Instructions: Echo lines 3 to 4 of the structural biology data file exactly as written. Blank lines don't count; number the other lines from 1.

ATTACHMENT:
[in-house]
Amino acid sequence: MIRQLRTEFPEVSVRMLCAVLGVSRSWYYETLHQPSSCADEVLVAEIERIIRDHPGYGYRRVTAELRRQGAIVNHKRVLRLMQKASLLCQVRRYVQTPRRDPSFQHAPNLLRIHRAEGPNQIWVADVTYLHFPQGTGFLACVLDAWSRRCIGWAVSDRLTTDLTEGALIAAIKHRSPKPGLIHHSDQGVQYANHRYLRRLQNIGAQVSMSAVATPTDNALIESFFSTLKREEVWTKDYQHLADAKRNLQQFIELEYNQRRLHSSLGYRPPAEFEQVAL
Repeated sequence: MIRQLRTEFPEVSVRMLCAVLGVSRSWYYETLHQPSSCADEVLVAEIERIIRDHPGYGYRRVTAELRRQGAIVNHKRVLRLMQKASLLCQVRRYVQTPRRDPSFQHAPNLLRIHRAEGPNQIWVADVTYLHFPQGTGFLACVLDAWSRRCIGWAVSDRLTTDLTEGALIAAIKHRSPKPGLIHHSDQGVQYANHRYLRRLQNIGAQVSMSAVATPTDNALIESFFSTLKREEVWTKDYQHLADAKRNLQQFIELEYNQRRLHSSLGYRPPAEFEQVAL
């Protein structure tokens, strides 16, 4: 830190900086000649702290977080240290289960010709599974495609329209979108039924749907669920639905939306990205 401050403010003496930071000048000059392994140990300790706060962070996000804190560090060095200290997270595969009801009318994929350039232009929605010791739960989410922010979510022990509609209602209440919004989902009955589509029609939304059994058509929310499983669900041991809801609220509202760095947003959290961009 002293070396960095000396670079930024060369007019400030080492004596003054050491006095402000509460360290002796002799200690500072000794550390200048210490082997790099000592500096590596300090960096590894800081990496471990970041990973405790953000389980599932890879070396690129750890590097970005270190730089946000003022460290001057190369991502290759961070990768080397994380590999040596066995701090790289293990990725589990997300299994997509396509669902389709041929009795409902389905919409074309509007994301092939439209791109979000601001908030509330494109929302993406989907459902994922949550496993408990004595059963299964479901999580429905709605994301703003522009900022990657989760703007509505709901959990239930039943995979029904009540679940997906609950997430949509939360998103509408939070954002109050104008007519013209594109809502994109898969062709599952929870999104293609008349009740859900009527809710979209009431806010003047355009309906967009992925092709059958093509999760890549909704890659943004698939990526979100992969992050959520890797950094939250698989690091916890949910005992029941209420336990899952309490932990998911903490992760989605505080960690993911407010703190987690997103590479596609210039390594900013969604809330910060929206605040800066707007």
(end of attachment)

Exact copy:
Repeated sequence: MIRQLRTEFPEVSVRMLCAVLGVSRSWYYETLHQPSSCADEVLVAEIERIIRDHPGYGYRRVTAELRRQGAIVNHKRVLRLMQKASLLCQVRRYVQTPRRDPSFQHAPNLLRIHRAEGPNQIWVADVTYLHFPQGTGFLACVLDAWSRRCIGWAVSDRLTTDLTEGALIAAIKHRSPKPGLIHHSDQGVQYANHRYLRRLQNIGAQVSMSAVATPTDNALIESFFSTLKREEVWTKDYQHLADAKRNLQQFIELEYNQRRLHSSLGYRPPAEFEQVAL
């Protein structure tokens, strides 16, 4: 830190900086000649702290977080240290289960010709599974495609329209979108039924749907669920639905939306990205 401050403010003496930071000048000059392994140990300790706060962070996000804190560090060095200290997270595969009801009318994929350039232009929605010791739960989410922010979510022990509609209602209440919004989902009955589509029609939304059994058509929310499983669900041991809801609220509202760095947003959290961009 002293070396960095000396670079930024060369007019400030080492004596003054050491006095402000509460360290002796002799200690500072000794550390200048210490082997790099000592500096590596300090960096590894800081990496471990970041990973405790953000389980599932890879070396690129750890590097970005270190730089946000003022460290001057190369991502290759961070990768080397994380590999040596066995701090790289293990990725589990997300299994997509396509669902389709041929009795409902389905919409074309509007994301092939439209791109979000601001908030509330494109929302993406989907459902994922949550496993408990004595059963299964479901999580429905709605994301703003522009900022990657989760703007509505709901959990239930039943995979029904009540679940997906609950997430949509939360998103509408939070954002109050104008007519013209594109809502994109898969062709599952929870999104293609008349009740859900009527809710979209009431806010003047355009309906967009992925092709059958093509999760890549909704890659943004698939990526979100992969992050959520890797950094939250698989690091916890949910005992029941209420336990899952309490932990998911903490992760989605505080960690993911407010703190987690997103590479596609210039390594900013969604809330910060929206605040800066707007």